The left should take back the idea of small government, which is now the sole property of the right. I completely agree. Also, he adds, class analysis needs to be restored as a major idea for the left in Britain because without it, the left meanders and is rudderless. Here in the States there is finally, due to the financial crisis and accompanying obvious exploitation by the few of the many, a dim but growing awareness that class differences exist.

What are your thoughts about influential ideas on the left?

Posted in News

Labor’s obligation and opportunity: Philly organizer challenges unions to rally around Greens

In an open letter to the leaders of the Philadelphia labor movement, the young and energetic organizer for UFCW Local 152 Hugh Giordano has challenged the city’s unions to have the courage to support the Green Party.  Giordano ran an exceptionally strong campaign as a Green for state legislature this year, which I wrote about for Polizeros here, in which he raised almost $30,000 and got over 18 percent of the vote in a three way race, getting support from Republicans, Democrats, independents, and even some Tea Partiers along the way.  Now he’s working (with many other people) to spread the message of honest government, workers’ rights, and a clean environment, among other things, to the rest of Philadelphia.

As the members of the party, which I am aiding in every way I can, build the organization to run candidates in 2011 local elections, Giordano has seized the opportunity make the area’s union leadership reconsider the popular path of supporting corporate Democrats.  In his words, “Why are we, the strong men and women of the labor movement, bowing down to the corporate bosses and politicians…Union brothers and sisters, when any one of us becomes ‘fearful’ or ‘controlled’ by a political party – it’s time to step down and pass the torch on.”

The full letter is printed, with Hugh Giordano’s permission, below.

What We, As Labor Leaders, Must Do!

Dear Union Brothers and Sisters,

This letter is more of a “cry for action” rather than just an informational or ideological statement or platform. It is meant to be serious and intense, and I hope you take this letter in that form! This letter is being sent to as many union brothers and sisters as possible.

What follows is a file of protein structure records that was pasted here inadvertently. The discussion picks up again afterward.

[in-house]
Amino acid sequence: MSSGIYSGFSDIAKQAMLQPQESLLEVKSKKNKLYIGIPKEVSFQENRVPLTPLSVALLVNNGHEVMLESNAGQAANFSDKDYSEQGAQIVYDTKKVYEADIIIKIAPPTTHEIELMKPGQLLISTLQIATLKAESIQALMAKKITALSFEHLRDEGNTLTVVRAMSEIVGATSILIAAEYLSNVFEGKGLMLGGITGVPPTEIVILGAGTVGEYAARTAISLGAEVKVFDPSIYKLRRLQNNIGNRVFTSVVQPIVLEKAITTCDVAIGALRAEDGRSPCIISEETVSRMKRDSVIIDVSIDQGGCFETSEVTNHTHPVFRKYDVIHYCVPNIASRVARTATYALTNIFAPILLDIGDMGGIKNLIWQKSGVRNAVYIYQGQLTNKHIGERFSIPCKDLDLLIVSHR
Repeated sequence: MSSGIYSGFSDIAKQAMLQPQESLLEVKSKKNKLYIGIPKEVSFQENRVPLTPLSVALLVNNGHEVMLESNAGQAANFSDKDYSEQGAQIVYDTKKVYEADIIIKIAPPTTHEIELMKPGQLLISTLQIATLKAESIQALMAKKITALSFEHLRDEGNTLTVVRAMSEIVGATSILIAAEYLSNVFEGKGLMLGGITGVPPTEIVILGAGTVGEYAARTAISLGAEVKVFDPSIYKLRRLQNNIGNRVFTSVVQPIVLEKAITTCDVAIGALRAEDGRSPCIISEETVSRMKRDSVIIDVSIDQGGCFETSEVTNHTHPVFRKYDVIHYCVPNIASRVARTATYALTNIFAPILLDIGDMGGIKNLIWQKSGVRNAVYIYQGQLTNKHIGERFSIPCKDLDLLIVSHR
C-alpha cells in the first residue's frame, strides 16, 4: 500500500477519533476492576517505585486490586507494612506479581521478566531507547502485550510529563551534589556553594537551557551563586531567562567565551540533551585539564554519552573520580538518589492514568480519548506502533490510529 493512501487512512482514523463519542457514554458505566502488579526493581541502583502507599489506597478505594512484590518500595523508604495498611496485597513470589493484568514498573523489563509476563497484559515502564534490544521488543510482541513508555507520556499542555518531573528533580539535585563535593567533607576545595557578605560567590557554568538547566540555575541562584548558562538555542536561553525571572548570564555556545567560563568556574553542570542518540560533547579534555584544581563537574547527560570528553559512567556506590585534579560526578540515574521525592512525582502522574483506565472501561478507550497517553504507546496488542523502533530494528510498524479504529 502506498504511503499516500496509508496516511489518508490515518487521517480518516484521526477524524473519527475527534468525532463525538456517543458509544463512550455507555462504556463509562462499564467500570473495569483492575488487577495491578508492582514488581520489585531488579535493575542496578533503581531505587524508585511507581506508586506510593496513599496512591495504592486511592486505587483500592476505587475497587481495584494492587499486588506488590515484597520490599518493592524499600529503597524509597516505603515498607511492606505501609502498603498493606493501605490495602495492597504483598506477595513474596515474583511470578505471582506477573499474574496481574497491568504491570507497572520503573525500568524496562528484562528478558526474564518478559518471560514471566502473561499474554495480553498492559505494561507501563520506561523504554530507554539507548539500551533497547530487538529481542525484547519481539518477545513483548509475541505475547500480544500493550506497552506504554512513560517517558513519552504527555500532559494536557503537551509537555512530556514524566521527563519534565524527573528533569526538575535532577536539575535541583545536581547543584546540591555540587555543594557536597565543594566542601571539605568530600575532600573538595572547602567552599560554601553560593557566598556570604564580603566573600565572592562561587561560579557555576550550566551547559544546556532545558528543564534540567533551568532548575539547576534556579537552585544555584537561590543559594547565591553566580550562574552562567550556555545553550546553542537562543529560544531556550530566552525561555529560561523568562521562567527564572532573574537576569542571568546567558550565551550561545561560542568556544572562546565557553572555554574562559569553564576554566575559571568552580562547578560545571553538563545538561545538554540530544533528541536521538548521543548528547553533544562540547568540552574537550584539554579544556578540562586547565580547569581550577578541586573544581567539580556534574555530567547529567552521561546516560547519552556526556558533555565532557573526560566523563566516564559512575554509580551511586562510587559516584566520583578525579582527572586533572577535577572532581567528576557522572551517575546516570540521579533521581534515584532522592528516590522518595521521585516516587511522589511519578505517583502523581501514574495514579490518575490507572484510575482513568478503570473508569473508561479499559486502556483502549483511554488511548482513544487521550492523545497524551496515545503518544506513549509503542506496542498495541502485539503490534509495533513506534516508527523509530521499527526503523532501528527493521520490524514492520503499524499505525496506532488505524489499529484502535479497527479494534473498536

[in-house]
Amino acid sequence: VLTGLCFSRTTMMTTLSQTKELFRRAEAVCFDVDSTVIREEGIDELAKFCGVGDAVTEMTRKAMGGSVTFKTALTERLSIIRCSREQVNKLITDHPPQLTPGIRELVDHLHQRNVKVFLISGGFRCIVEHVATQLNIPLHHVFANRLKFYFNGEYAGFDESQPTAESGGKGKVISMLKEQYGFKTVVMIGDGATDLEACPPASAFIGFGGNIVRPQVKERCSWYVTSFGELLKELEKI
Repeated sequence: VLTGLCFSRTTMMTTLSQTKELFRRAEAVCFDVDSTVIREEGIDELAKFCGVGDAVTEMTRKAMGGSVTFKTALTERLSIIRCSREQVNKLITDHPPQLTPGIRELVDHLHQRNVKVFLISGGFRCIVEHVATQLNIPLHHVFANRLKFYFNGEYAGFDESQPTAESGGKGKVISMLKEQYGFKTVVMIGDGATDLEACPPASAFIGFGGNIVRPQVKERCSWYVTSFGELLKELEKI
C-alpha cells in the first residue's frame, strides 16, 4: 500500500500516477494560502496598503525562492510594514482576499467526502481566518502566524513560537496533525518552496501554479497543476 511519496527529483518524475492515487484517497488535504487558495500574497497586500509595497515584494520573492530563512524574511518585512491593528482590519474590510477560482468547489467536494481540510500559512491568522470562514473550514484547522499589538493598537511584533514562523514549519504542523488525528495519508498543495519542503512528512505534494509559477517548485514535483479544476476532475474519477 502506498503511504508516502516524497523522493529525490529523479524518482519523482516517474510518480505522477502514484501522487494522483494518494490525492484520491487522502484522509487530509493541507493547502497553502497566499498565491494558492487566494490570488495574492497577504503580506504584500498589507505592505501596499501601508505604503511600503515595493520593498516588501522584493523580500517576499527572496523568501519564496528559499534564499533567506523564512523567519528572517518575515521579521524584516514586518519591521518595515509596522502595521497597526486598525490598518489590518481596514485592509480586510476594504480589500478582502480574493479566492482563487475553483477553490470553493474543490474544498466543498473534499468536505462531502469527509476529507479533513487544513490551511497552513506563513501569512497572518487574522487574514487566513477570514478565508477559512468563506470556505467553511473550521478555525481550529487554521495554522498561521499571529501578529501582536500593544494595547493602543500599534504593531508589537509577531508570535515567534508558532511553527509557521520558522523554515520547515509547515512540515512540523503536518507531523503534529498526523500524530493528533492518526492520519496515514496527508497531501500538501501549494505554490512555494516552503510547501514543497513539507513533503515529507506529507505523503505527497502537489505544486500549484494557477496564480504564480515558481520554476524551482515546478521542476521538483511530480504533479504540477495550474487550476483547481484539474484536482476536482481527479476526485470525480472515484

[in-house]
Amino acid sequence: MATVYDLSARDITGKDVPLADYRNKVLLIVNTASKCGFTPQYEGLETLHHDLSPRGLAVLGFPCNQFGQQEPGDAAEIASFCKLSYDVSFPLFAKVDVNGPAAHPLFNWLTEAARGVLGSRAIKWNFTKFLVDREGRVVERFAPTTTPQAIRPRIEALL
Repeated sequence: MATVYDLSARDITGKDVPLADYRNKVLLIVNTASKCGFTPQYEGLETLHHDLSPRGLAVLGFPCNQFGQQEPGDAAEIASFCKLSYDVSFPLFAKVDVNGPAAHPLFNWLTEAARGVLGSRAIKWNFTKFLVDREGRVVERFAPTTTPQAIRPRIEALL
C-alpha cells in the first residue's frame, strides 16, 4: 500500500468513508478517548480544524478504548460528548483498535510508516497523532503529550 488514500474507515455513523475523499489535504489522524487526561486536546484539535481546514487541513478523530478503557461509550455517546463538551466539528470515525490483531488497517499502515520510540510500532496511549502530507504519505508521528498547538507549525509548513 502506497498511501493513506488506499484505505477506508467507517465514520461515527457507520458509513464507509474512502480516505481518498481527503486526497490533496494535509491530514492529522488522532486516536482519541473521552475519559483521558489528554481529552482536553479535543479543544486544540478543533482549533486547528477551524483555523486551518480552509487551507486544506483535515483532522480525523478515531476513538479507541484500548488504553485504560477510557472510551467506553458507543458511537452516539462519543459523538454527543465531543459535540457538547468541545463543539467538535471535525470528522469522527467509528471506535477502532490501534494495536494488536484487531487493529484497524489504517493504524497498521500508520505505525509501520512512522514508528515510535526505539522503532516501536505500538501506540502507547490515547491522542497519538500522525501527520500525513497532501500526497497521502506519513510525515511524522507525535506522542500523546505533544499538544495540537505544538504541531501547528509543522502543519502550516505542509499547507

I have been involved in the labor movement now for about ten years, from non-union worker/union activist, to member, and officially becoming a union representative for UFCW Local 152. I have been a part of every aspect of the union movement, and now I must take the next step – Labor leader.

What do I mean by leader? Being a leader does not mean having the title of Business Manager or President of a local. It means standing up and saying what needs to be said against the status quo. There were numerous forms of this leadership before me, and their will be numerous ones after me – but I am worried about what is happening in today’s present labor environment.

Many of you might have heard about me in my run for State Representative as an Independent with the Green Party, and I am proud of that decision. I ended up getting the highest vote of any third party in Philadelphia and I am pretty sure I received the highest in a three way race. This is what needs to be done! I did this using basic union organizing skills and having a handful of unions behind me. Imagine what would have happened if I had all of the Philadelphia unions behind me?

Why do we support the Democrats and Republicans when all they do is take our money, use our man power, and then leave us out to dry? Why do we support CEO’s, corporate consultants, and corporate attorneys, when 365 days of the year when they are not running for office, they are fighting unions, breaking labor laws, and spreading their greed? But all of a sudden when they run for office as a ‘Democrat”, they have changed their ways? This just proves that the Democrats are as corporate as the Republicans.

Continue Reading

Posted in Politics

Don’t mourn, organize

Susie Madrak

Did you know that during the Greater Depression, communists and socialists organized people all over the country to stop foreclosures and evictions? Why aren’t more of us doing it now?

She details how some groups are doing something now.

Image via The Big Picture

Posted in News